First multifunction e-paper bus stop display goes on trial in Poland

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For the next three months, people using public transport services in Poznan, Poland, will have the opportunity to test new Papercast electronic paper in use at bus stops. The trial will assess the passenger reaction and compare functionality with regular LED Displays, and if successful it is expected that e-paper will be rolled-out across the city’s transit network.

The 13.3-in Papercast e-paper display features four function buttons, allowing users to toggle through detailed and clearly presented travel information. This includes real-time arrival predictions (using the GTFS protocol), timetables and route maps, as well as text-to-speech audio announcements.

As a Papercast partner, Trapeze Poland supplied the e-paper display to Wielkopolskie Centrum Wspierania Inwestycji (WCWI), a local government unit responsible for finding innovative smart city solutions that contribute to the development of Poznan.


“Technologies supporting public transport are developing extremely fast,” says Mikołaj Kwiatkowski of Trapeze Poland. “It important that we keep up with innovative solutions that meet the public’s expectation for well-presented, live travel information. E-paper displays provide an extremely user and environmentally friendly way of meeting demand and getting this information to passengers”.

“Not only do these e-paper displays save on energy costs, but also removes the significant expense of changing paper timetables,” says Rafał Ratajczak, smart city manager at WCWI. “When there is a timetable change, we can easily update remotely. If there is a delay or disruption, we can notify passengers instantly. Not only does this lead to cost savings, but it is much better for the people using the services.”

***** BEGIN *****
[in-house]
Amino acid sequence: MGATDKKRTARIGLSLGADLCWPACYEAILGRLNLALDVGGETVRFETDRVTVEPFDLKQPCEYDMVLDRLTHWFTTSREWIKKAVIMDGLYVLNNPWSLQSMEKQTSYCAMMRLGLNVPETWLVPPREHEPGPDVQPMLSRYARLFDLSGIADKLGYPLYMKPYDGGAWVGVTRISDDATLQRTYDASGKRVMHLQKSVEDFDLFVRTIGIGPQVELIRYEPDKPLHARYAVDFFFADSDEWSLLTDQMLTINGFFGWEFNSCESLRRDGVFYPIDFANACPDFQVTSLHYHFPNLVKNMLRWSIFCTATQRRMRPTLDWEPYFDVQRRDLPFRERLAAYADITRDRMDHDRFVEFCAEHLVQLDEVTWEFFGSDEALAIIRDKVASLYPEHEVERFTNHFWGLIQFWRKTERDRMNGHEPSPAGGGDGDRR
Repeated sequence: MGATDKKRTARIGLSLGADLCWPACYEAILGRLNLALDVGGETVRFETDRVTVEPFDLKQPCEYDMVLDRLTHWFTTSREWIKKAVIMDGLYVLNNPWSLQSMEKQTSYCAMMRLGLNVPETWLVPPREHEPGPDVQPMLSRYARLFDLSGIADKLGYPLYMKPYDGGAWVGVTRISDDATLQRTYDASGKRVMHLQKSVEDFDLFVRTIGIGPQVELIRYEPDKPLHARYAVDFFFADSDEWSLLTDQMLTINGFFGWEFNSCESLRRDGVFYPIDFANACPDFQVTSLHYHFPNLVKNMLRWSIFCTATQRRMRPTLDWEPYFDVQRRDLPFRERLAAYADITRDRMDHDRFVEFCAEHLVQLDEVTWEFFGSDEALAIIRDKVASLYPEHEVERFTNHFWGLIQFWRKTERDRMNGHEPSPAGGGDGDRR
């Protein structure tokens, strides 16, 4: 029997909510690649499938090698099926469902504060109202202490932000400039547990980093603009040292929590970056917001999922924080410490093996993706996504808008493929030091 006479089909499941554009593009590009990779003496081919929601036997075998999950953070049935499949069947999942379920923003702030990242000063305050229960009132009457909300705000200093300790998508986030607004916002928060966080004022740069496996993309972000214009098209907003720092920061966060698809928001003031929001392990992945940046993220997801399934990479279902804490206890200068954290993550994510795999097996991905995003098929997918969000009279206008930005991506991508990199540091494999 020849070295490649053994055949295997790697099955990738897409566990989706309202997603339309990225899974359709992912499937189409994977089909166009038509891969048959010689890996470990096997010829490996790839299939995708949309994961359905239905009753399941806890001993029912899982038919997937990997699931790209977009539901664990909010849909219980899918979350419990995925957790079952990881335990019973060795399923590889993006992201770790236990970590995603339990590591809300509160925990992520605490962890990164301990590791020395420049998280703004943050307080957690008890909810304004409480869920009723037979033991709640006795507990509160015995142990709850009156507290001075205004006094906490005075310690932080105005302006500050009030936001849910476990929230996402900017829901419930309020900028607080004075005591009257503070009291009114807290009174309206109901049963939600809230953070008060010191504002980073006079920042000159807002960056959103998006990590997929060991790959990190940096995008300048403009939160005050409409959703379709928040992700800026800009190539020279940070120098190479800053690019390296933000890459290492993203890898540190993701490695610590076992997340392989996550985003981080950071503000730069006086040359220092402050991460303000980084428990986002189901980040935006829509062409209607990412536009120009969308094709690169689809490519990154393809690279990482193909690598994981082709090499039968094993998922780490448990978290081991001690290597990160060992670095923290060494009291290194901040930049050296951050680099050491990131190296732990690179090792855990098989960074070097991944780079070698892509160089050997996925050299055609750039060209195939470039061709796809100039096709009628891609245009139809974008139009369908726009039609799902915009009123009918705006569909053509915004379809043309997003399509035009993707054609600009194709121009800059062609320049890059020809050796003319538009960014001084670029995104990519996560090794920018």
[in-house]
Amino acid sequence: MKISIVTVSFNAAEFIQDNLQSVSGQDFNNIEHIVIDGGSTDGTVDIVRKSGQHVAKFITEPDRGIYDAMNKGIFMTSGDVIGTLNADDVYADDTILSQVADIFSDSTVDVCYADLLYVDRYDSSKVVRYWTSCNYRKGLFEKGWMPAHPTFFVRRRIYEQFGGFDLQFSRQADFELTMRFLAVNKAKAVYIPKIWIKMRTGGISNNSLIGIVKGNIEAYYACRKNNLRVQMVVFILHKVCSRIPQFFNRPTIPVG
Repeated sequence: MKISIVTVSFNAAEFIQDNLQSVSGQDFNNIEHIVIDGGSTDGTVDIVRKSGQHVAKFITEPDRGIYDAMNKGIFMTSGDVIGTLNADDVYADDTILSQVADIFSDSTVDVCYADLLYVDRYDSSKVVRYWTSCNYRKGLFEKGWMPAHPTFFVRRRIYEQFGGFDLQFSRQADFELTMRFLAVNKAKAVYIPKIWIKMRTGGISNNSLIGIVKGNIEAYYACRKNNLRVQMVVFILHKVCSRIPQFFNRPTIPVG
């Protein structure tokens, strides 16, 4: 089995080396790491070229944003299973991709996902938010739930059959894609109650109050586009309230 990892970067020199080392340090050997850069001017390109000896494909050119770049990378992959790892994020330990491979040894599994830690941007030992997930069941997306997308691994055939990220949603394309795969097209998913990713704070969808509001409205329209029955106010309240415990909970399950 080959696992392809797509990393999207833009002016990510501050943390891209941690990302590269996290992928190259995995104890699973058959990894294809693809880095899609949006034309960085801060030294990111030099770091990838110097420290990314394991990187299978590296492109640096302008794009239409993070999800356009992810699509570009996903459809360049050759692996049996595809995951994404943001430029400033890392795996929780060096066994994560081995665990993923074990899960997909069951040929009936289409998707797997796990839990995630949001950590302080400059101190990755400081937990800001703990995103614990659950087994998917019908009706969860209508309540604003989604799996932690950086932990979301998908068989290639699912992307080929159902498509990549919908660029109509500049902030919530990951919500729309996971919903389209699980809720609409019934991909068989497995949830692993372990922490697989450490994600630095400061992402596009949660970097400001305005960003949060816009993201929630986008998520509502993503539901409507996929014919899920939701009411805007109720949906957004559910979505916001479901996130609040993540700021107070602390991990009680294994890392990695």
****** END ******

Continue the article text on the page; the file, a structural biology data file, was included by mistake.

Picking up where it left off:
While the use of e-paper in bus stop displays is still considered new, Papercast was officially launched to the market in 2017 following extensive field trials. It has since experienced rapid adoption worldwide, including the UK, Germany, USA, Abu Dhabi and Singapore. Papercast is the most advanced technology of its kind, with the largest number of displays in operation globally.

The main advantage of e-paper is that it is sunlight readable with incredibly low power consumption, which means it can be solar powered. Connected wirelessly to the content management system, the Papercast displays can be viewed and updated remotely. E-paper is being used to replace paper timetables and to keep passengers informed with accurate arrival predictions at the bus stop. The standalone nature of Papercast displays means they can be fully operational within a few hours, compared to LED displays which require a power source.

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Tom has edited Traffic Technology International magazine and the Traffic Technology Today website since May 2014. During his time at the title he has interviewed some of the top transportation chiefs in charge of public agencies around the world as well as chairmen and CEOs of multinational transportation technology corporations. Tom's early career saw him working on some the UK's leading consumer magazine titles. He has a law degree from the London School of Economics (LSE).